A line of severe thunderstorms associated with an approaching cold front is expected Sunday Afternoon into the Evening across Central and Eastern PA. It will likely come in the form of a squall line or bow echo. One thing that they both have in common, damaging winds.
Damaging winds will be the main threat Sunday, likely between 58-70mph in storms that are severe. Although mid-levels of the atmosphere will be on the warm side, hail will also be possible in the strongest of storms.
The line will begin to form in Western PA around noon-time Sunday, but will not begin to become severe until it moves into Central PA, where conditions will be more conducive for potent cells. Furthermore, we are watching the possibility of storms coming up from the Maryland area, into SE PA ahead of this line. These storms have the best chance at forming spin-ups (weak tornadoes). Besides that, the higher tornado threat will remain in Maryland and Virginia.
We have created a more well thought-out scale. We have also done this to limit the amount of confusion between our page and the SPC. The new key is under our newly updated map below.
Here is our Main Thunderstorm Risks Graphic, indicating which severe storm element looks most probable.
Finally, we understand that TIMING matters to many of you so we have created an estimated thunderstorm timing graphic.
Hello, my name is Josh Adams. This year I am a junior in high school in South Central PA. I have had a passion for weather since I was five or six years old, watching the Weather Channel when the average kid my age was watching cartoons. At age 11, I discovered that there is a significant amount of weather info online from knowledgeable meteorologists to weather models and everything in between. I had the privilege to take part in a group that held informational weather discussions nearly everyday.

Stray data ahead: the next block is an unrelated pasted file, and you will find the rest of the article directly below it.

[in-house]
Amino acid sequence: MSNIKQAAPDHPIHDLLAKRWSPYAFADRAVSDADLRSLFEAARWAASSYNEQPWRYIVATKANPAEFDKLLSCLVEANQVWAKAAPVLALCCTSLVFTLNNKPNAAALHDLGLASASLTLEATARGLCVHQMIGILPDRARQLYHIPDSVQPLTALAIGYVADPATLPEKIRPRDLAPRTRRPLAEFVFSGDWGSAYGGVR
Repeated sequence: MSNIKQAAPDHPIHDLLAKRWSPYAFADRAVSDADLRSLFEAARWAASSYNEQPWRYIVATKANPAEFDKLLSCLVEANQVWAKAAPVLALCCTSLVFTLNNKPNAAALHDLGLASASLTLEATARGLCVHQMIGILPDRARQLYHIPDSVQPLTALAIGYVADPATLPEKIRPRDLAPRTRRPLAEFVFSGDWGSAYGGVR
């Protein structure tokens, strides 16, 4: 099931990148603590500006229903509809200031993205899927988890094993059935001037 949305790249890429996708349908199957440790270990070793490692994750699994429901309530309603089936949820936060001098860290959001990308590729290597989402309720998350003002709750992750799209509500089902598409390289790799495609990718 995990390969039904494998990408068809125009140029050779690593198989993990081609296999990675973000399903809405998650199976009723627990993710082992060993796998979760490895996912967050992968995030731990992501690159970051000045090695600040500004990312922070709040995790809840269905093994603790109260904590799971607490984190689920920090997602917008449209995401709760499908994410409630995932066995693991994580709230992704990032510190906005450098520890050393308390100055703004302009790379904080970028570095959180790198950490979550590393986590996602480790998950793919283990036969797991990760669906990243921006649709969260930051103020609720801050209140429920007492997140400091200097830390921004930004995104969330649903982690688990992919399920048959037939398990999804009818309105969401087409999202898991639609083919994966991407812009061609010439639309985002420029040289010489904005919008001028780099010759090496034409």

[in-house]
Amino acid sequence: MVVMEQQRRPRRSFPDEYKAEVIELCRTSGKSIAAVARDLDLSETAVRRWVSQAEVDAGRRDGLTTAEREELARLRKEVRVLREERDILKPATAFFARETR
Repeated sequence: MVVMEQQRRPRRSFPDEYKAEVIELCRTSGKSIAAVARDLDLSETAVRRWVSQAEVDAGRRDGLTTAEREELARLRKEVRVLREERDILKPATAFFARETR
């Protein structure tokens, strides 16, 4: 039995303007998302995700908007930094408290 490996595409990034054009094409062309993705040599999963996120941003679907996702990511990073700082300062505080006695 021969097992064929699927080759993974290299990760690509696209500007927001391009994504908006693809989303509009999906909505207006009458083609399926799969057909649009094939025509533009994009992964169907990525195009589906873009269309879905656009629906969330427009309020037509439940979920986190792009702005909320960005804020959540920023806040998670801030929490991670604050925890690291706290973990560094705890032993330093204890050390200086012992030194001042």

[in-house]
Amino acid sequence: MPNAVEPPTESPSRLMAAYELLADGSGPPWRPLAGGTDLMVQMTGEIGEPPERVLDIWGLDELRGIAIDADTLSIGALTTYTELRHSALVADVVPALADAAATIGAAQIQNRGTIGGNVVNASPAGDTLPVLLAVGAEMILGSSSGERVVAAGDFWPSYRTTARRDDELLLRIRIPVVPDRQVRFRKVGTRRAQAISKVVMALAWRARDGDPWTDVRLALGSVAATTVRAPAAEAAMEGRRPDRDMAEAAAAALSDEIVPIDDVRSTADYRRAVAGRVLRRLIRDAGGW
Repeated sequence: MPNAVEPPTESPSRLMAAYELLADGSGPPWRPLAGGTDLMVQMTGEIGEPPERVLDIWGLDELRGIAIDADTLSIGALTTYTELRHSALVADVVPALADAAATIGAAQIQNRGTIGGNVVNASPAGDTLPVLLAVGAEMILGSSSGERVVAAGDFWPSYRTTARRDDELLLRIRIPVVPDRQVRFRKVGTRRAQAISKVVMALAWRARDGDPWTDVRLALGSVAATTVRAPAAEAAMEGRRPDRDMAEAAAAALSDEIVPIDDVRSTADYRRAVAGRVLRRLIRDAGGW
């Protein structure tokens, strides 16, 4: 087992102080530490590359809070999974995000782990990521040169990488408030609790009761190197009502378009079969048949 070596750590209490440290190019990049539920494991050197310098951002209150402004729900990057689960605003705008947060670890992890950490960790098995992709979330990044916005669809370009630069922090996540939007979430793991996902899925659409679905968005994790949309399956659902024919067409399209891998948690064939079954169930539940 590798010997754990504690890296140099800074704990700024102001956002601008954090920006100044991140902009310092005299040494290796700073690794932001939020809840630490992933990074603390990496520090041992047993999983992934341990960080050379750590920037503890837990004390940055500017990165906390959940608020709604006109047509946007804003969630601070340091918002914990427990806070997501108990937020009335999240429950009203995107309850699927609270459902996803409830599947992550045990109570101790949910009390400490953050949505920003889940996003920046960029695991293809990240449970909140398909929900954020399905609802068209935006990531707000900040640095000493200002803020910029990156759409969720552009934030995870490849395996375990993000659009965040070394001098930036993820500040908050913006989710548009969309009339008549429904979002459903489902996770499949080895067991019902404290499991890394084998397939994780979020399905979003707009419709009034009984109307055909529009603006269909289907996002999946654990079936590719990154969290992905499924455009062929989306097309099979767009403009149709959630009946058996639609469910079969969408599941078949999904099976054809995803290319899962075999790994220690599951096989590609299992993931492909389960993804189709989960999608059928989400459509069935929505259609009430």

I gained a significant amount of knowledge in several months back in 2012, constantly studying meteorology for hours each and just about every day. I created Northeast Weather Action in early 2013, just after the previous winter had ended. Things were pretty slow to start, however the winter of 2013-2014 greatly helped grow the page. Several of my forecasts verified nicely across the area. I met Chris during that winter in a facebook group, and we talked often about anticipated weather events. Just before the start of the 2014-2015 Winter, I added Chris to Northeast Weather Action (now Pennsylvania Weather Action), and once again we hit several key forecasts.
Chris and I are looking forward to giving you the most up to date and reliable forecasts!